The look is so different from other eye makeup looks that have been created as of late. I think it’s fun and impactful.
So how should a woman play with this trend if she is feeling bold and experimental?
If you’re feeling bold, saturate the eye area with the color—pull the color upward, outward and downward and pair it with a very soft cheek, light matte skin and a completely nude lip.
What advice would you give to a woman who is intrigued by the look, but wants to test it out gradually?
If you’re feeling just a little intrigued, you could try a two-tone approach with the red or pink smudged only underneath the eyes along the lower lash lines.
Can you give some more of your pro tips to make it wearable?
One tip is to pair the pink or red or salmon—we’ve seen many versions of it—with a dark, fully rimmed, smudged liner. Unlike the way we’ve seen it on the runway, layer on the mascara on the top and bottom! This is what we did on you.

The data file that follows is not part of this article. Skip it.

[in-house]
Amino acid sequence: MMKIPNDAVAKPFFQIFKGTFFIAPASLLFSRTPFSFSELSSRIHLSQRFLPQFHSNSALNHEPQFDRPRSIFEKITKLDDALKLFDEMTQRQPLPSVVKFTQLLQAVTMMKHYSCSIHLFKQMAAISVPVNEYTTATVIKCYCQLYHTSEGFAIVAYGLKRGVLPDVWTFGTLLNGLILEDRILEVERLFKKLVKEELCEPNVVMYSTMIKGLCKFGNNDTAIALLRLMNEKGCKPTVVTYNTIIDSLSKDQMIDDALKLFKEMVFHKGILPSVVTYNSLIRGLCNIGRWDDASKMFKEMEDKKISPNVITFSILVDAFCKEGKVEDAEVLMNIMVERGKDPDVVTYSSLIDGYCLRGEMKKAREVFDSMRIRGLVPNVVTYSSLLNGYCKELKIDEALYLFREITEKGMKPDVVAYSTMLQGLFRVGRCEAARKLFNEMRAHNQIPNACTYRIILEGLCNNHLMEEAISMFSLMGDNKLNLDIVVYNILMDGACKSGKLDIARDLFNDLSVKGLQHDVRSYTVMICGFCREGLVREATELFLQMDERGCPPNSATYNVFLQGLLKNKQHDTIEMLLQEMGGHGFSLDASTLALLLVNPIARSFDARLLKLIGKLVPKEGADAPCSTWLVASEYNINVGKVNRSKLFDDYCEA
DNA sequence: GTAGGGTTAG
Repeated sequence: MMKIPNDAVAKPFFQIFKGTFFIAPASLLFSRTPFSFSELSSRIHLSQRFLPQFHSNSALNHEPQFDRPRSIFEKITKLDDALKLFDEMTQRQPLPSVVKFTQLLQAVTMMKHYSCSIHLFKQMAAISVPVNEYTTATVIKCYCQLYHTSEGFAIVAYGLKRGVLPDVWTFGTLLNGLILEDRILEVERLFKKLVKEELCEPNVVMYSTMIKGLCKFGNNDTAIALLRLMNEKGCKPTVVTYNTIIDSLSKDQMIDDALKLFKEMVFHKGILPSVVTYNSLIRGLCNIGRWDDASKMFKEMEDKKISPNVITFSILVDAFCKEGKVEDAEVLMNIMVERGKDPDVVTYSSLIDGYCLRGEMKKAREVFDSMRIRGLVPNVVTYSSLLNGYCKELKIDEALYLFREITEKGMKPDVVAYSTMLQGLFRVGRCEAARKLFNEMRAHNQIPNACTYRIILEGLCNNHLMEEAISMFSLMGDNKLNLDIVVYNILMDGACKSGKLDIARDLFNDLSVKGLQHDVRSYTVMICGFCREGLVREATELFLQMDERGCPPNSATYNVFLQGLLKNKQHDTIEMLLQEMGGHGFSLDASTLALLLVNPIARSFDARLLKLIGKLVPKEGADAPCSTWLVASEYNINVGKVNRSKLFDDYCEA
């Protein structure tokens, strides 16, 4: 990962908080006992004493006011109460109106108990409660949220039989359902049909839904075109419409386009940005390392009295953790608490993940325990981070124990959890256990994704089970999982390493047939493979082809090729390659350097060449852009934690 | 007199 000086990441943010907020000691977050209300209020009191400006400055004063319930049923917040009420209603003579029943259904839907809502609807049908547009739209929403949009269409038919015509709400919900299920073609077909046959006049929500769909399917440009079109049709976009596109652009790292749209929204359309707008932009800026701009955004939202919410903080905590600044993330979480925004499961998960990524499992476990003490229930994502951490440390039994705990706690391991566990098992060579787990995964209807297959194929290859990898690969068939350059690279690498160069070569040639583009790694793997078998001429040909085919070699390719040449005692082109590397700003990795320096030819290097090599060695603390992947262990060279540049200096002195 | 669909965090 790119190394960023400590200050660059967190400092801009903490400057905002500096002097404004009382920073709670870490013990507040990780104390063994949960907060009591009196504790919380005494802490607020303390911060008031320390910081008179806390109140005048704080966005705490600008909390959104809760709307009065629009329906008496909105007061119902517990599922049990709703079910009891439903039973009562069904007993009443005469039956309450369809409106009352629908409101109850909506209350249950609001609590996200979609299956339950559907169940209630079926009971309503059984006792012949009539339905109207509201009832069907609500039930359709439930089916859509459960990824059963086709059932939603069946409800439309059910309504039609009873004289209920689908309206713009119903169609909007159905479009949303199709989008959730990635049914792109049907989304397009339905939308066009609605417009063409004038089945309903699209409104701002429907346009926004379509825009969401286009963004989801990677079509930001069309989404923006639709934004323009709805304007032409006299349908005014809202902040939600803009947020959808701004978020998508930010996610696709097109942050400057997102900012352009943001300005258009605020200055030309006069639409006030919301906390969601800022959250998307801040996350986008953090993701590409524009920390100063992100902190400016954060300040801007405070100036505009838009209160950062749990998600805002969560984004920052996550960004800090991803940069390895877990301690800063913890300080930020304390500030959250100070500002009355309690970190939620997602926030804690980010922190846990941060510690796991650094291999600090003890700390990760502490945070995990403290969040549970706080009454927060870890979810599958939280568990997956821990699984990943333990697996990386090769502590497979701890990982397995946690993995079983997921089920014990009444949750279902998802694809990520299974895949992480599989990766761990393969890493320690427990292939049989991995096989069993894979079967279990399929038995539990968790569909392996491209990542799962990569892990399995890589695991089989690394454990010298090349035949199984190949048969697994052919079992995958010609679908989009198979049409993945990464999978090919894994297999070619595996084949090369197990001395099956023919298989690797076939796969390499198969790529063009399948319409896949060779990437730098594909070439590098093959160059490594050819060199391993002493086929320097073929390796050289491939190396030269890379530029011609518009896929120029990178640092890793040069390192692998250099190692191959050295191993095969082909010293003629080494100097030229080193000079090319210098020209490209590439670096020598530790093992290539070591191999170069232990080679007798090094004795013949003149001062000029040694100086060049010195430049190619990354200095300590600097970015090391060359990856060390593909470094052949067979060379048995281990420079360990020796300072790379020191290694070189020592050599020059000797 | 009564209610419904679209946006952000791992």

Another way is to add a darker color eye shadow, like dark gray or brown or black, to the outer corners. This brings the look back to reality by adding depth to the eyes. Really you can wear any color, even those not found on the face naturally, if you just marry your brights with neutrals.
How should the rest of the face be made up to best feature this eye look?
The complexion must be completely flawless so the focus is all on the eyes.
Do you think some beauty trends are best left on the runway? Or should women have more fun with their makeup and overall beauty and style?
It truly depends on how adventurous a woman is with her makeup. I encourage people to get out of their makeup rut. Makeup is all about having fun. You can always wipe it off.
Would your celebrity clientele embrace this pink eye shadow trend?
As a makeup artist working with celebs, you can introduce trends but they have to be consistent with your client’s image. So it would depend on who. We’ll have to see who wears it next!
Photos: Karl Prouse/Catwalking/Getty Images (Creatures of the Wind); Lauren Cosenza and Gabriel Almodovar (courtesy of Cosenza)